Today, Sprint turned on the third band for Sprint Spark, which is Band 41 (aka 2500MHz or 2.5GHz spectrum). This is paired with their 800MHz, and 1900MHz bands to create a tri-band network, which they call Sprint Spark. It’s theoretical speeds are said to be around 150Mbps. Of course, when it comes to theoretical speeds, you likely won’t ever see them. According to S4GRU – which is a site that covers just Sprint’s network – posted a breakdown of which markets have band 41 live as of today. You can see a screenshot of that table at the bottom of this post.
This carrier aggregation is a step towards LTE-Advanced. Obviously there’s still a long way to go. But it is a step in the right direction. With the 2500MHz band, it allows for more bandwidth and faster speeds, while Sprint’s 800MHz band allows for better building-penetration. So theoretically, you should get the best of both worlds here. And this should provide a better experience for all of Sprint’s customers. Sprint has been testing band 41 in four markets including Atlanta, Chicago, Detroit, and Houston. Today, that number grows to 40.
Over on Reddit we are seeing users getting speeds of around 70Mbps on Sprint’s LTE. Definitely a nice thing to see. However, right now only a few devices are capable of using Band 41 right now. These include the Samsung Galaxy S6, Galaxy S6 Edge, LG G4, G Flex 2, the ZTE Hotspot and the HTC One M9.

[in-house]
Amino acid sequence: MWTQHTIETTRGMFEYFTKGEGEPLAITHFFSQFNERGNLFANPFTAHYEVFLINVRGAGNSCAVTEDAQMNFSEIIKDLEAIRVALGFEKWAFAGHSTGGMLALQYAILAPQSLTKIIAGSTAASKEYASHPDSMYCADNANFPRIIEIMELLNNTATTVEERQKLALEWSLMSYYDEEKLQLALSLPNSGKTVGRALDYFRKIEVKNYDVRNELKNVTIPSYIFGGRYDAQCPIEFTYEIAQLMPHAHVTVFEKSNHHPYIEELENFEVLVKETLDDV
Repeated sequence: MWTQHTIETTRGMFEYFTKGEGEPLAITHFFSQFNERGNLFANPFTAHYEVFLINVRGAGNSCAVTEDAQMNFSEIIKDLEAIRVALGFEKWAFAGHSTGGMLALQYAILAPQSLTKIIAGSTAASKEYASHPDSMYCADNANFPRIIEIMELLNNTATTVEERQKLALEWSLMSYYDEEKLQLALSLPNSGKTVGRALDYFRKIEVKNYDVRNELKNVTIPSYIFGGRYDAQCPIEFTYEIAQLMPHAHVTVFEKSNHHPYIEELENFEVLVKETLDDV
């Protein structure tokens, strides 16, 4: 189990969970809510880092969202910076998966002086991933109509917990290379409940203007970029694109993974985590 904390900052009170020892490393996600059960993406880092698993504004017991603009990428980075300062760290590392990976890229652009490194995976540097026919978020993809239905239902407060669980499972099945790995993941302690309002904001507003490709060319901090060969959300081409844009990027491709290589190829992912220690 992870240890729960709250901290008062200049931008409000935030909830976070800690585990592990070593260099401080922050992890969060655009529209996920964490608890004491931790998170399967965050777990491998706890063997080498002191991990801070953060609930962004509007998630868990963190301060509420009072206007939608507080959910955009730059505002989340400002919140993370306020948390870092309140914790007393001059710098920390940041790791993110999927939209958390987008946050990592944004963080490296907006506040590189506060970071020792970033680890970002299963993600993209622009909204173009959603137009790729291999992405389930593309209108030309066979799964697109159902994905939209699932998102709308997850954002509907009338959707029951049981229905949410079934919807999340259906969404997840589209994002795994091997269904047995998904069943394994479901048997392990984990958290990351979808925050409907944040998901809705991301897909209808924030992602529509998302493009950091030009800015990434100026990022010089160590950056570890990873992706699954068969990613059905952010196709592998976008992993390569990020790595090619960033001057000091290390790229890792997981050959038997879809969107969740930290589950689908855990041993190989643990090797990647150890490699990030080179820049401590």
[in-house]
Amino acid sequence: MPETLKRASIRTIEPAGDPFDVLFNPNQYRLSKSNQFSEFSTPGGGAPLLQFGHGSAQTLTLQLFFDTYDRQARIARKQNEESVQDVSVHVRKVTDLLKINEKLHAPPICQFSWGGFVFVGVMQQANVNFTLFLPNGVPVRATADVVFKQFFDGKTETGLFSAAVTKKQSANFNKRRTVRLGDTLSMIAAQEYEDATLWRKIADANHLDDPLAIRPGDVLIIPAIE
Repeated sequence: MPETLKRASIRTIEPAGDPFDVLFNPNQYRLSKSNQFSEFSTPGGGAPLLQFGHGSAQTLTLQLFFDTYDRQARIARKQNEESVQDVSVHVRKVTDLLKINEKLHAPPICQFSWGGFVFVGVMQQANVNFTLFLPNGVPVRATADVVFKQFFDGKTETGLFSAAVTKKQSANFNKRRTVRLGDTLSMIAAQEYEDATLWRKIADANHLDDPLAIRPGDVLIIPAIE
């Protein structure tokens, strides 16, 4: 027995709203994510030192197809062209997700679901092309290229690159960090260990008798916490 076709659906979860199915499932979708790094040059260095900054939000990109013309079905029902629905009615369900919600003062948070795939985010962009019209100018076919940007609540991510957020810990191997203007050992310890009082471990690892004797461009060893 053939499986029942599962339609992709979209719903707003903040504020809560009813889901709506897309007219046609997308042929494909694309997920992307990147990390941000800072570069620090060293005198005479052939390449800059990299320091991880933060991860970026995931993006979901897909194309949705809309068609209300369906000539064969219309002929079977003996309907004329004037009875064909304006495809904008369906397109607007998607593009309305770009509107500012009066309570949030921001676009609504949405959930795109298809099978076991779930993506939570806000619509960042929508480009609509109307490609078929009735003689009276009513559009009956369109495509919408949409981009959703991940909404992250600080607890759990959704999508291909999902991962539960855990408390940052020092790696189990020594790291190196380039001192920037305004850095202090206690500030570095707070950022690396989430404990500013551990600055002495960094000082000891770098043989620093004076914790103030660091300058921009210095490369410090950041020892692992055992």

Definitely nice to see improvements like this coming to Sprint’s network. Always great to see faster speeds, especially for those with unlimited data plans. Sprint also just recently kicked off their All-In plan, where you can get a new smartphone (limited to a few flagships right now) and get unlimited talk, text and data for just $80. Which is probably the best deal you can find right now for unlimited data.
If you want to be sure you are connected to Band 41 in one of these markets, go into the dialer and type #DEBUG# and then go through the engineering menu to LTE to see if its serving cell 2. If you need additional help, we urge you to head over to S4GRU, as they will be of much more help, specializing in Sprint’s network.